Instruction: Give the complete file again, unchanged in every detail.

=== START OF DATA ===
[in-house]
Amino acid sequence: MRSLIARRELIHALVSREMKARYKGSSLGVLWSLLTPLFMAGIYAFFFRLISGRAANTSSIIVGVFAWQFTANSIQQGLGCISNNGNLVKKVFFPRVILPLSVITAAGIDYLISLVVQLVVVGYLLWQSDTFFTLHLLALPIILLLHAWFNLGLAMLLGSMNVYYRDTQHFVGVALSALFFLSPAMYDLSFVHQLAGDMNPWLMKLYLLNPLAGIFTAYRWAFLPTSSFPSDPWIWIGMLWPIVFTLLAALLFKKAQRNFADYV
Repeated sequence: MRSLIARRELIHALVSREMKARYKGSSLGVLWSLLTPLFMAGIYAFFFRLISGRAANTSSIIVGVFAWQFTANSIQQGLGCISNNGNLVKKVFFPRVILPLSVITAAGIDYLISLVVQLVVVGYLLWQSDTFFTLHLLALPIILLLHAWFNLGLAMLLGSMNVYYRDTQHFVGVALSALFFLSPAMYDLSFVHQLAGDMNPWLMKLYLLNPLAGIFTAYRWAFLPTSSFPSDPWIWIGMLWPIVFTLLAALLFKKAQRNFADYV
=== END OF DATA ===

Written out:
[in-house]
Amino acid sequence: MRSLIARRELIHALVSREMKARYKGSSLGVLWSLLTPLFMAGIYAFFFRLISGRAANTSSIIVGVFAWQFTANSIQQGLGCISNNGNLVKKVFFPRVILPLSVITAAGIDYLISLVVQLVVVGYLLWQSDTFFTLHLLALPIILLLHAWFNLGLAMLLGSMNVYYRDTQHFVGVALSALFFLSPAMYDLSFVHQLAGDMNPWLMKLYLLNPLAGIFTAYRWAFLPTSSFPSDPWIWIGMLWPIVFTLLAALLFKKAQRNFADYV
Repeated sequence: MRSLIARRELIHALVSREMKARYKGSSLGVLWSLLTPLFMAGIYAFFFRLISGRAANTSSIIVGVFAWQFTANSIQQGLGCISNNGNLVKKVFFPRVILPLSVITAAGIDYLISLVVQLVVVGYLLWQSDTFFTLHLLALPIILLLHAWFNLGLAMLLGSMNVYYRDTQHFVGVALSALFFLSPAMYDLSFVHQLAGDMNPWLMKLYLLNPLAGIFTAYRWAFLPTSSFPSDPWIWIGMLWPIVFTLLAALLFKKAQRNFADYV